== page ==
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Complicating the normal minimum pension age

1 month ago

The decision to raise the normal minimum pension age (NMPA) from 55 to 57 was announced back in 2014 at the same time as pension freedoms. Clearly this wasn’t the big headline at the time, but now we have draft legislation, we are seeing news stories as some of the complexities of how the change is being implemented come to light.

The move itself isn’t the biggest issue – we’ve been here before when we went from age 50 to 55. Perhaps naively, some of us in the industry thought the change would be implemented in the same way. Instead, we have something far less simple.

The change is due to come into force from 6 April 2028, although schemes can choose to bring it in earlier (although the chances of any wanting to seems unlikely). The complications arise, as ever, with the transitional protection.

The Treasury has said that, along with uniformed services pension schemes, any scheme that gave the members the unqualified right to take benefits at age 55 under their scheme rules on 11 February 2021 (the date of the initial consultation) can keep that right for all members in the scheme on 5 April 2023.

This feels like such an arbitrary way to give protection – whether the scheme has this or not will depend on how a pension lawyer drafted a set of rules however many years ago. It could be as long ago as 15 years for all those schemes that took on new rules at A-Day.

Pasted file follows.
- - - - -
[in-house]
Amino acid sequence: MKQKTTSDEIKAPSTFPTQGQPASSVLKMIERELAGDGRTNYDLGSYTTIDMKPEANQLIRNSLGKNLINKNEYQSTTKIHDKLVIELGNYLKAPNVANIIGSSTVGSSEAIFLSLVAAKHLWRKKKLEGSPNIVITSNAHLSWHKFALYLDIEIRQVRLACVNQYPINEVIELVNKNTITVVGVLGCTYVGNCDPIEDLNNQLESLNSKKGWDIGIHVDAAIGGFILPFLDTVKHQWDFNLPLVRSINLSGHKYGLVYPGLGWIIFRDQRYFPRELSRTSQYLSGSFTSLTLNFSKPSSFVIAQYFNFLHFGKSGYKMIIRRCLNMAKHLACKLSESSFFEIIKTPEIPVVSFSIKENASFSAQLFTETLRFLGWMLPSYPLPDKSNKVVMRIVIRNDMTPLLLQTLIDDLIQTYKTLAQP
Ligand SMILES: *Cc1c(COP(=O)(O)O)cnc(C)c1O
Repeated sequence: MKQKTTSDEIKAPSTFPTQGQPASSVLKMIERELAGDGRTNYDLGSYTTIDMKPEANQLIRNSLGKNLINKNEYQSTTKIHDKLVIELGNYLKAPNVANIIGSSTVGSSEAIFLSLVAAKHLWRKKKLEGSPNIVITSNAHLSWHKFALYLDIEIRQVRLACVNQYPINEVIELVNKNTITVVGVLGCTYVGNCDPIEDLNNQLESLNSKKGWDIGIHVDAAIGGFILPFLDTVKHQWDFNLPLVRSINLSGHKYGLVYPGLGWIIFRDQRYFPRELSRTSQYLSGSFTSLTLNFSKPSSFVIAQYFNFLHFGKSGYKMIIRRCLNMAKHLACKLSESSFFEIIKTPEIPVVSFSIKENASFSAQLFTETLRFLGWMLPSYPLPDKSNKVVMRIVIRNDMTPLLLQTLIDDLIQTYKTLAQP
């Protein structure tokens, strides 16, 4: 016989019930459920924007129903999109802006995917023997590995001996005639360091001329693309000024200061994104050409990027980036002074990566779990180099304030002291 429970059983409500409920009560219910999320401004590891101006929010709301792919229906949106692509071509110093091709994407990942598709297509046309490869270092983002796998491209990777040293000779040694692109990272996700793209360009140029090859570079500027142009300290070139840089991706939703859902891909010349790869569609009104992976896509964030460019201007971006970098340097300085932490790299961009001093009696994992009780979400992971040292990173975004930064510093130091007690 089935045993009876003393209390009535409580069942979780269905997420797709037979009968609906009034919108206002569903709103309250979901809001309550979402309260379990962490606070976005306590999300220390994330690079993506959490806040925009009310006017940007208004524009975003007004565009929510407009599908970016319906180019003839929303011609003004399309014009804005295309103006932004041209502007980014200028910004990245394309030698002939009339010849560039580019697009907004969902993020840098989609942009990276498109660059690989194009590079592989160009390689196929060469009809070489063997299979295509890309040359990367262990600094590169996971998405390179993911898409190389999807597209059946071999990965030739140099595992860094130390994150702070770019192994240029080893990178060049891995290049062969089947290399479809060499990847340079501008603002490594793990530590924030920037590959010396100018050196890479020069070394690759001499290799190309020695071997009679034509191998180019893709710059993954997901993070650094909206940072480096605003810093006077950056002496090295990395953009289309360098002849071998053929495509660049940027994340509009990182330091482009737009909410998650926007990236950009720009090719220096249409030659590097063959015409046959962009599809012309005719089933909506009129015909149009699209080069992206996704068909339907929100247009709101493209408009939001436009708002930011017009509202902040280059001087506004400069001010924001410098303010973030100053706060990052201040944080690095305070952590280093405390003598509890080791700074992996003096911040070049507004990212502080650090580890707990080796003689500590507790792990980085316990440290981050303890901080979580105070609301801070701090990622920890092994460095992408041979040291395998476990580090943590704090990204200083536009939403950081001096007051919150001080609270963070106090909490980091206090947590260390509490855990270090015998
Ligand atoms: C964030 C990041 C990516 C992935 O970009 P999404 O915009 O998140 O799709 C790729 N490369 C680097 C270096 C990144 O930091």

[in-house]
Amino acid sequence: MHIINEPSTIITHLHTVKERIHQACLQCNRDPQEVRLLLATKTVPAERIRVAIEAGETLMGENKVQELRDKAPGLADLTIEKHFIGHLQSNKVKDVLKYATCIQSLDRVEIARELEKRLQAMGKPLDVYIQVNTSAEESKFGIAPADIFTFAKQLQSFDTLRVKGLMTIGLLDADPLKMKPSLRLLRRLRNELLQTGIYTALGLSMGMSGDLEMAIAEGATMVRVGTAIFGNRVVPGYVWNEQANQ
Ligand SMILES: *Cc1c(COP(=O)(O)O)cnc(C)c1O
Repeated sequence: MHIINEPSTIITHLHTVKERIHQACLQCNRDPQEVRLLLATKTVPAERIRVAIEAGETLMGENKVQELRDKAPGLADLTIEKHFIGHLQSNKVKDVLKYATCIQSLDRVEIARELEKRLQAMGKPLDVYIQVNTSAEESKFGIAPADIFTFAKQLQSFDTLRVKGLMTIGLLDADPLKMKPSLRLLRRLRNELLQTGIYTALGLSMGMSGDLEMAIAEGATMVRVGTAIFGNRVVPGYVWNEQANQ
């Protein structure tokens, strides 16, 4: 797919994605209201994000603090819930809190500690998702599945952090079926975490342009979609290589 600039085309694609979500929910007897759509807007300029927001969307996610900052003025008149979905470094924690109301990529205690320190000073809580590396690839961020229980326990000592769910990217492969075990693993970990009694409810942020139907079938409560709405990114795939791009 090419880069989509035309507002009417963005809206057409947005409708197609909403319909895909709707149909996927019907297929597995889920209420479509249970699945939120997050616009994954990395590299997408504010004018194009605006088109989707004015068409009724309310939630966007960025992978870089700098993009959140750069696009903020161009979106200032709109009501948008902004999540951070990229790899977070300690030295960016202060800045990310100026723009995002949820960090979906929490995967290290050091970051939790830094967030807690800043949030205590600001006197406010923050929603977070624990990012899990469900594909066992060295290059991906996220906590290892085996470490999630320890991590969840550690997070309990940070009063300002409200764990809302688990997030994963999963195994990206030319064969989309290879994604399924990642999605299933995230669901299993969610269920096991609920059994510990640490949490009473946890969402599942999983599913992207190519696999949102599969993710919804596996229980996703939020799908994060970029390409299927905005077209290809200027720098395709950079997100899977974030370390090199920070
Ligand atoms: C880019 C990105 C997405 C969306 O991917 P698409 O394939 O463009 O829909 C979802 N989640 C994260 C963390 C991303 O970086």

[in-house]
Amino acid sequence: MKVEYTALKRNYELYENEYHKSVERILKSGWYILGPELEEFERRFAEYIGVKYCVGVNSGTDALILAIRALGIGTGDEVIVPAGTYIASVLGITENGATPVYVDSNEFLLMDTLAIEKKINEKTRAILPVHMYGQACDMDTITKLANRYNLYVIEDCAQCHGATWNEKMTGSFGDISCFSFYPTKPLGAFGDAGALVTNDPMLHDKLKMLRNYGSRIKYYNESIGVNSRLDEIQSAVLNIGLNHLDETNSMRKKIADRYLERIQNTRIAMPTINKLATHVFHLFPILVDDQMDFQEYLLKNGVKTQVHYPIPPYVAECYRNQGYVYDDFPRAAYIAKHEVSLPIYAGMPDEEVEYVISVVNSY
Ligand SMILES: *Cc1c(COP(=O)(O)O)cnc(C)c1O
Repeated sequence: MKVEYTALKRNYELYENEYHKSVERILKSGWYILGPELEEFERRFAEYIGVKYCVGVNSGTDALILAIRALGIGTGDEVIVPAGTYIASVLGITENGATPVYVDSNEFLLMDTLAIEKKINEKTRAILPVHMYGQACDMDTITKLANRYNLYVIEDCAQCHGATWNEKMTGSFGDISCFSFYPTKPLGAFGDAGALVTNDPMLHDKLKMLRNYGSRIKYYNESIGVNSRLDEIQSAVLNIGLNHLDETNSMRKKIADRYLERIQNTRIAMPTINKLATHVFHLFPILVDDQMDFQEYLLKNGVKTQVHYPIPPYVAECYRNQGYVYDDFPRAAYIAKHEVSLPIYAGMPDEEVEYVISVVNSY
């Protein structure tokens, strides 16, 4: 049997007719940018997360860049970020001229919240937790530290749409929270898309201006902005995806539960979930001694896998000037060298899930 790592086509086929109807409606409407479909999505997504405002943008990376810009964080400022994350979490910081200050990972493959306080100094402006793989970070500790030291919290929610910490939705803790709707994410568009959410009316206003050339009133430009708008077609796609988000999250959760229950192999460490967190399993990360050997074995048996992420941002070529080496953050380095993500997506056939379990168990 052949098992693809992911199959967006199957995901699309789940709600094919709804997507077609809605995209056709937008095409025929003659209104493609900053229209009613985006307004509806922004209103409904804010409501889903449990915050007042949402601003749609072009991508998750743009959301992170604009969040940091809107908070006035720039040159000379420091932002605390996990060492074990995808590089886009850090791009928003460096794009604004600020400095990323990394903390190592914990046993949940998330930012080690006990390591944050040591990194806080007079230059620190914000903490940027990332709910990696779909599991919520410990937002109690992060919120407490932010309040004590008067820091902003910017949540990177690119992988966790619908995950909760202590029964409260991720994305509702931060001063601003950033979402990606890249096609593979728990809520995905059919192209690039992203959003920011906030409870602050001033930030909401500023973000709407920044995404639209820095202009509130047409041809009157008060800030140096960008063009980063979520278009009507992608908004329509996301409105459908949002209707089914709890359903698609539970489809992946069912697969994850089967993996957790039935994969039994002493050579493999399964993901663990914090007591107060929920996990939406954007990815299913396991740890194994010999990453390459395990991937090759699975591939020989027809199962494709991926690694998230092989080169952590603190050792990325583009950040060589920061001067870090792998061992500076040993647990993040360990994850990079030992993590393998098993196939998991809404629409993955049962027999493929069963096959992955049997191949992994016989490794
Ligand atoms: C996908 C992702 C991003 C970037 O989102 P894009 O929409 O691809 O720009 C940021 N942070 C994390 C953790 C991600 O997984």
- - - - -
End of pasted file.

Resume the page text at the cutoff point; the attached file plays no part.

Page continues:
Many schemes don’t give an unqualified right as a defence against scammers, so any request to take benefits may be subject to scheme administrator/trustee approval. This would only usually be withheld if there were concerns as to the reason for the request and whether there are other things going on behind the scenes. The issue with this draft legislation is that it gives schemes an incentive to remove this from their scheme rules, so they are not at a commercial disadvantage if further age rises take place on the same basis in the future. Which would be great news for scammers.

There are also complexities regarding transfers. A transfer from a scheme with a protected NMPA to one without protection will have the transferred benefits ring-fenced and still accessible at age 55. So two retirement ages in one scheme. If a block transfer is made with at least one other person, then all the benefits under the new scheme will inherit the protected age of 55, and this is without the need to crystallise everything at the same time. This will complicate matters from a planning perspective and will also cause issues with simpler statements and providing information on the pension dashboard.

The draft legislation is set to be included in the next finance bill, due to be published at the time of the Budget. So far, unified calls from the industry to slow this down and come up with a better alternative are falling on deaf ears at the Treasury.

This article was previously published by Sipps Professional

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Lisa Webster

Lisa Webster

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Senior Technical Consultant

Lisa is an Economics graduate who has been in the financial services industry since 2003. Prior to joining AJ Bell in 2014 she spent nine years working in senior technical and consultancy roles at a major SIPP and SSAS provider. Lisa is part of our Technical Team, responsible for providing regulatory and technical analysis to the business and outside world. She is also a regular speaker at adviser events.

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